Do You Know Alcohol Free Days In Thailand?

Many people who visit Thailand are often oblivious to the fact that the Kingdom frequently has days where it is illegal to buy or sell alcohol. If you arrive on one of these days, it may come as a total shock that you cannot partake of a beer or your favourite wine or spirit.

This law is applied across Thailand with no exceptions, so it is worth gaining knowledge of when these days fall or at least be aware that they do occur.

It is almost certain that alcohol sales will be banned on the King’s birthday, which is the 28th of July. In addition to this, it is also possible that the King’s mother, Queen Sirikit’s birthday will also be an alcohol free day but it would be rare for this to be imposed. She celebrates her big day on the 12th of August.

In addition to the current royal birthdays, the nation also pays respect to the former king, King Bhumibol Adulyadej, who passed away on the 13th of October, 2016. It is possible that in honour of the world’s then longest serving monarch, no alcohol will be permitted on this day. These days are easy to follow for their birthdays or celebrated events fall on the same day annually.

Thailand's Alcohol Free Days

However, to make matters more complicated for visitors, many of these holidays are based of Buddhist religious events and more often than not, fall on a different day each year.

Take Makha Bucha Day for example, which always falls on a full moon. In 2017 it was celebrated on 11th of February but in 2018 it will held on March 1st.

Similarly Visakha Bucha day, the celebration of the birth of Buddha, will he held on the 29th of May 2018. This full moon event, commemorates the day Buddha was born. All drinking establishments will be closed on this day. Again, the date changes yearly.

On July 27, 2017, the nation’s bars will be closed for Asahna Bucha day. This is a day when Thai people visit temples to pray or make merit, an important part of the Buddhist religion.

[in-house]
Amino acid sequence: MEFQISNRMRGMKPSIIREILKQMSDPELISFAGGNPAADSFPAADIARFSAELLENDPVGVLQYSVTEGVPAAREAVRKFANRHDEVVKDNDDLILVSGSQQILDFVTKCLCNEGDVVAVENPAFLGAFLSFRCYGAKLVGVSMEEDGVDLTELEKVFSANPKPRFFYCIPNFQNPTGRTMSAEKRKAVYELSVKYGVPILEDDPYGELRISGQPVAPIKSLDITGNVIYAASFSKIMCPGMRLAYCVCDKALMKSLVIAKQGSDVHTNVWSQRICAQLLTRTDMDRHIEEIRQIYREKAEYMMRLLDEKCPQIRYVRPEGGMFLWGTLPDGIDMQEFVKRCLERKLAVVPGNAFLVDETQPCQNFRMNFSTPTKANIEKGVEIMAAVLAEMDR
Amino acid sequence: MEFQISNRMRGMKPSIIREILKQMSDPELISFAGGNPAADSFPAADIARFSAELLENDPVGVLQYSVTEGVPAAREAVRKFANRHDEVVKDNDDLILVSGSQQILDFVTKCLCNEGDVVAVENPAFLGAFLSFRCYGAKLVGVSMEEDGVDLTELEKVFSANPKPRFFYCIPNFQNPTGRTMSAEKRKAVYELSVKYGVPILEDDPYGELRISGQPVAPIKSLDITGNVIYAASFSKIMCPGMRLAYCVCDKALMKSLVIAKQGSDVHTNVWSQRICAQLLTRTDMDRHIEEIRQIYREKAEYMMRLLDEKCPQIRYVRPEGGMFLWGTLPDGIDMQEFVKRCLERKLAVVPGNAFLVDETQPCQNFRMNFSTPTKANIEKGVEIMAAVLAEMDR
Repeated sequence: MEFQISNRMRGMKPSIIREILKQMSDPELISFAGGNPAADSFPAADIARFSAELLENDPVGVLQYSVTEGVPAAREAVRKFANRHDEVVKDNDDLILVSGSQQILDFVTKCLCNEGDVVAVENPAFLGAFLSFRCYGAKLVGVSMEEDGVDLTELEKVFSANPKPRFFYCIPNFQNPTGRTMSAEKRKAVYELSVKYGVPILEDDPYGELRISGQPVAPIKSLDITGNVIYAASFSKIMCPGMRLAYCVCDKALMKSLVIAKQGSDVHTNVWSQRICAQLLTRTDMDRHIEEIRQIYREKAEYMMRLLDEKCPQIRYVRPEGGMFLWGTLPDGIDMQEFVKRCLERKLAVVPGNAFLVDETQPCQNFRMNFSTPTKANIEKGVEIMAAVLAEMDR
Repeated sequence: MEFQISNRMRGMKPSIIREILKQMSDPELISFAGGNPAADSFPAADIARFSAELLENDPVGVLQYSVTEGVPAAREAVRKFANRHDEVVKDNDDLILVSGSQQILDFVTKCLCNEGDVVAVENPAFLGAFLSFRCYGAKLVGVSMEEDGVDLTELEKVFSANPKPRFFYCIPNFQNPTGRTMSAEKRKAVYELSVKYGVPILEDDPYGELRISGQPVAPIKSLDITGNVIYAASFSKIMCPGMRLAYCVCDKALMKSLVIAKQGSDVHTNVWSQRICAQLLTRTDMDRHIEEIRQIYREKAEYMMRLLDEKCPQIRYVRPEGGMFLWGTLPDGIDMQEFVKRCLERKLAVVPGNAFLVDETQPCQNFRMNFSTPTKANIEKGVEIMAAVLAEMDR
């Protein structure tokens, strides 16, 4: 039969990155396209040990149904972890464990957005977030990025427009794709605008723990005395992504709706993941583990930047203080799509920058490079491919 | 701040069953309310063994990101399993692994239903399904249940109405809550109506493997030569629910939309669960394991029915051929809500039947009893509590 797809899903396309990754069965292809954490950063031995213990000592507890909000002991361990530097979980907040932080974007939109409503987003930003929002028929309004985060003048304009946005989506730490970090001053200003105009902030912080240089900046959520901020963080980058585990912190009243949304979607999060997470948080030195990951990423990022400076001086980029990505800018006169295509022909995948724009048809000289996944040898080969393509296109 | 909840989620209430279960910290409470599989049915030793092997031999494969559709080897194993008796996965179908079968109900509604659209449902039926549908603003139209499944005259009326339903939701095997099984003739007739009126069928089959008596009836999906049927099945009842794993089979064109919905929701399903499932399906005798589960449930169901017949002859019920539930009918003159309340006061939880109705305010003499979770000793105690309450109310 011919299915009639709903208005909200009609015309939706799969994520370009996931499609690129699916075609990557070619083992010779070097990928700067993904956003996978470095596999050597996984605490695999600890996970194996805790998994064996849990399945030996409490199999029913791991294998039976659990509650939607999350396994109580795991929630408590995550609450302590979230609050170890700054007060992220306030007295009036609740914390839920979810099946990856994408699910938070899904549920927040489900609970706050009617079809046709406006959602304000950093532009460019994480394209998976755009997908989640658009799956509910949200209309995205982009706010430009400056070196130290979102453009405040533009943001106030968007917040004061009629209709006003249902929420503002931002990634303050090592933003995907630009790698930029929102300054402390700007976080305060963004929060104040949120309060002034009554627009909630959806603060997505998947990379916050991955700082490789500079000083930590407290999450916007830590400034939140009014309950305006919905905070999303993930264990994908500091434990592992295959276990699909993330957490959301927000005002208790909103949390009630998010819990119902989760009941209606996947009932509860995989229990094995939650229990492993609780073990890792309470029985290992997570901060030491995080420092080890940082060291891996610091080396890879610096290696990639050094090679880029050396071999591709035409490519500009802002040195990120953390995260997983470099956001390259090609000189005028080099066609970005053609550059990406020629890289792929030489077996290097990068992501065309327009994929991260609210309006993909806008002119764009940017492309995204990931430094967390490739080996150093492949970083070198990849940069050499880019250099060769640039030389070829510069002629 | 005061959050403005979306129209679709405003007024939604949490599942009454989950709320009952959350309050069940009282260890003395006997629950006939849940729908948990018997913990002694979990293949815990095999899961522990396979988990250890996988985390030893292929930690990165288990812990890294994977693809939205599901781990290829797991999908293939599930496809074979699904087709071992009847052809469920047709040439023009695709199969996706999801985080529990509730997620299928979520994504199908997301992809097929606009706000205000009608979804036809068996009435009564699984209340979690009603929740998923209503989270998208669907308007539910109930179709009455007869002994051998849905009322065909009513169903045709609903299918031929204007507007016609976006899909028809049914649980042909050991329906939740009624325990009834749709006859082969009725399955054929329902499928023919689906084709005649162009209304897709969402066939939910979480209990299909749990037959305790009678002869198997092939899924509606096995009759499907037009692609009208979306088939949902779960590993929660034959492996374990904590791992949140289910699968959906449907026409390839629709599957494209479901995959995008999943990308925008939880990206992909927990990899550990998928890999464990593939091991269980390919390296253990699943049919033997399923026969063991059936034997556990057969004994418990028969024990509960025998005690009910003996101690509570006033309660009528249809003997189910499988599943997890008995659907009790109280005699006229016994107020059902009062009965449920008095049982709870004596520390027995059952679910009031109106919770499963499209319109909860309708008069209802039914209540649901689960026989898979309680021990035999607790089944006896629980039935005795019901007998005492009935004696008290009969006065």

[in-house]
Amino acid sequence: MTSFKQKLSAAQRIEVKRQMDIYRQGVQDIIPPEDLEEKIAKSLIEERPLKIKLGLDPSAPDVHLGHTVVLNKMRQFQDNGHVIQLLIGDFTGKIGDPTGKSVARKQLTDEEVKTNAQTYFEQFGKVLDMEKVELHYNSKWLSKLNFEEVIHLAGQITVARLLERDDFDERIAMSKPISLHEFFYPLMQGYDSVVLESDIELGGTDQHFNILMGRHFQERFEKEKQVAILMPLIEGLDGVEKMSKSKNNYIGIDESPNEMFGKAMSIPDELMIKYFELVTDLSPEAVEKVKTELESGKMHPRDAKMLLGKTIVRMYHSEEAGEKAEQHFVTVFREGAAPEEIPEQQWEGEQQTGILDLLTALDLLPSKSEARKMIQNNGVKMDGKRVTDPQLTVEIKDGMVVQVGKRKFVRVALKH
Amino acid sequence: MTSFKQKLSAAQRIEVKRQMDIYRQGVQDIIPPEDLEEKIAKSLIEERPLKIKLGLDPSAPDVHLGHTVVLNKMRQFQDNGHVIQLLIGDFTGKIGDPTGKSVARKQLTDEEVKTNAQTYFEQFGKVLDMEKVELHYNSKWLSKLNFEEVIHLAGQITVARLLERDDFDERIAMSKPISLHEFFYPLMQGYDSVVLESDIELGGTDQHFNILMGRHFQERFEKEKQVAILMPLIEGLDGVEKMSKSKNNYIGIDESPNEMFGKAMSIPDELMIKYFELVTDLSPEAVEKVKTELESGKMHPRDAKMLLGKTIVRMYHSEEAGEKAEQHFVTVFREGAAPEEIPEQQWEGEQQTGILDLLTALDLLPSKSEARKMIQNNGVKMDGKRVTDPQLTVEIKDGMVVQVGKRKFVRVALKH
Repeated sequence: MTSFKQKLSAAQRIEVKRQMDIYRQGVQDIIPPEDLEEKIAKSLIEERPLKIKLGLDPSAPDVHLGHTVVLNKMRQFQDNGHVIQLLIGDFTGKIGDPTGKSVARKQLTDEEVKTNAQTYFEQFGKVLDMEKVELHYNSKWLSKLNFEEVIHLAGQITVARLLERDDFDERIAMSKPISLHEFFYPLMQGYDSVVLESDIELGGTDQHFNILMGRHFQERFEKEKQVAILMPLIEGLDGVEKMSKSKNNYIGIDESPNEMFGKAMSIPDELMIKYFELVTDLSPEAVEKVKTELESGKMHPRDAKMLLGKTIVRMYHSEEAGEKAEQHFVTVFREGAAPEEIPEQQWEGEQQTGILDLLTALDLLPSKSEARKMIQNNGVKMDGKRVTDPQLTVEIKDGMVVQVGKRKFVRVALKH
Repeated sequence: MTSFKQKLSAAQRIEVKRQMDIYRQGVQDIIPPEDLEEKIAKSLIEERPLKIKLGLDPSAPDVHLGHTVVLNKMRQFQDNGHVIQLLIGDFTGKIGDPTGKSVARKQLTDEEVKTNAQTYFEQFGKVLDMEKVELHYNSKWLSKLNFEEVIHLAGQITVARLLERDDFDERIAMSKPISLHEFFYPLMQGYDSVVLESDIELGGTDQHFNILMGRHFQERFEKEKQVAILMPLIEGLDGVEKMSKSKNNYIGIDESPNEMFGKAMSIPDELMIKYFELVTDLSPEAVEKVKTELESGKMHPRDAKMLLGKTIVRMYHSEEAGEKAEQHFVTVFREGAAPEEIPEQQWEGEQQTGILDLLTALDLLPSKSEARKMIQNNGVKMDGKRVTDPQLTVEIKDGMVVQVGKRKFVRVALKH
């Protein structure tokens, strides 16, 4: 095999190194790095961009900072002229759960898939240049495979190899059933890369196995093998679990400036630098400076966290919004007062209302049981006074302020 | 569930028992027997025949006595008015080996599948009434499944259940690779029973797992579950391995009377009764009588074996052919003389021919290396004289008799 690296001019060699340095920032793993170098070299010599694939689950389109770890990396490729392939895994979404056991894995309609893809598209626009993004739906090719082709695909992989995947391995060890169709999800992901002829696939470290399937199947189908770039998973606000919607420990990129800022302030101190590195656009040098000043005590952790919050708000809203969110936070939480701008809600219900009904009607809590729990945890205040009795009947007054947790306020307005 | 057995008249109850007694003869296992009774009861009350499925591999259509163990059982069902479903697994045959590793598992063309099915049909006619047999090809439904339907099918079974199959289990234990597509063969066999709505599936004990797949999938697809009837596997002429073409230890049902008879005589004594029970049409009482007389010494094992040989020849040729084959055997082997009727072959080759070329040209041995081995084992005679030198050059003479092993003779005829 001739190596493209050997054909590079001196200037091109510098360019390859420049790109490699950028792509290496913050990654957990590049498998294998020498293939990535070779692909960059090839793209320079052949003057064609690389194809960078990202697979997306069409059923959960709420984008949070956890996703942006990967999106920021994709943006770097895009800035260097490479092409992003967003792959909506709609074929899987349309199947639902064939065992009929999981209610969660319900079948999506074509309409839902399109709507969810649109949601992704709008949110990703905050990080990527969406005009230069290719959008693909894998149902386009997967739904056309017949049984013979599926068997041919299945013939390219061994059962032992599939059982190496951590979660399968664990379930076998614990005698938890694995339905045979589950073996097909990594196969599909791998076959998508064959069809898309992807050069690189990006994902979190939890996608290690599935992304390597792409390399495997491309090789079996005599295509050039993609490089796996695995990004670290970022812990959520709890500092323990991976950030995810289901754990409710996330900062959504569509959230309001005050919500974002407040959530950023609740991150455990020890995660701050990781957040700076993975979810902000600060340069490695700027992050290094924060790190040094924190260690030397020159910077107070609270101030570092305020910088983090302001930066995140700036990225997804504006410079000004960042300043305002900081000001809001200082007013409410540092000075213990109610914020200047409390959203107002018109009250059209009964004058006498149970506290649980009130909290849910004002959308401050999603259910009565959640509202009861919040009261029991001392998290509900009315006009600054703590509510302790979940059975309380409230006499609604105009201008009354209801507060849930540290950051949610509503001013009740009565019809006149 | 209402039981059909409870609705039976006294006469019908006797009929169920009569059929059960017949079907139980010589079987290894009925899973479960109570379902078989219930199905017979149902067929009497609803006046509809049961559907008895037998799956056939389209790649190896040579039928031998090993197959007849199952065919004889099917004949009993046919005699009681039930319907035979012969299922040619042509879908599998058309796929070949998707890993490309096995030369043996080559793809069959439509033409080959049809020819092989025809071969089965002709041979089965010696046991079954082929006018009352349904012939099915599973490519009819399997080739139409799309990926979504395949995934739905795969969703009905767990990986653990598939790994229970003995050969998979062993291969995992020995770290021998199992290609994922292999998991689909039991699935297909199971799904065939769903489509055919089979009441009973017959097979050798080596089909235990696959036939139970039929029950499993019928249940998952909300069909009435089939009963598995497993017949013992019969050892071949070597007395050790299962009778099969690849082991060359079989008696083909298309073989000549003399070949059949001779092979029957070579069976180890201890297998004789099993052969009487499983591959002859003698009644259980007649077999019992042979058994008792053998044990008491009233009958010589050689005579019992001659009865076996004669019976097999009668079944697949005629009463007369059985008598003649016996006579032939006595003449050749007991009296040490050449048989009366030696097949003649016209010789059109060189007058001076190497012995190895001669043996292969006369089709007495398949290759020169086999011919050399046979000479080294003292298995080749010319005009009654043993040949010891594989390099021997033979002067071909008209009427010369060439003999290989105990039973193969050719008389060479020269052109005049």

Another important day in the Buddhist calendar is Khao Phansa Day, which in 2018, occurs on Saturday 28th of July. This is what the Christian world refers to as Lent. In Thailand, this is an important event for monks and is a popular day for men to be ordained at temples too.

Awk Phansa Day is the end of the three month Lent period in Thailand and is another merit making day for Buddhists. In 2017, it falls on October 6th and for 2018 it will be the 16th of October.

For anyone thinking of selling or purchasing alcohol on these days, you could face a hefty fine or even go to prison. You really should refrain and follow the law.

There are of course other national holidays but there are no enforced alcohol bans for these events, which include the Thai New Year (Songkran), Coronation Day and western New Year’s day.

   Flexible Terms
   Fully Secured by Property
   Regular Returns Options

Leave a Reply

  1. Paul

    I feel sorry for the bar ladies losing their money plus it is stupid

  2. Christian Tym

    Not overly helpful just speculating on days. The kings birthday this year wasn’t alcohol free, so why do you think it will be next year?.

    Alcohol hasn’t yet been banned this Friday.

    Are you trying to put people off visiting?

  3. Lance Taber

    Alcohol=free days do not apply to mini-marts in condo complexes. Drop into View Talay locations and buy all you need.

    1. Michael

      Hi Lance,

      Thanks for the very useful info. You saved my beer day!


  4. drury

    Ꭺppreciate thе recommendation. Will try it out.

  5. jonathan kelly

    any hotel will sell beer in Thailand on the days all bars are closed

  6. Tiny

    Silly, third world, non tourist friendly, nanny state laws.

  7. Stephen Probert

    Its only forbidden to purchase, not consume. They cant stop you drinking. Most Thais that drink at all will still drink booze on most of those days.

    Most private local stores will sell you booze on most of those days. Its only the chains that stick to the rules. There are always exceptions, contrary to the article.

    The article also makes a lot of assumptions about days when, whoever wrote it thinks booze will also be banned. Booze bans are traditionally on religious holidays, not birthdays. I think you will find in those cases that the so called ban will be advisory and not law.

    Whoever wrote this post is misleading newbies.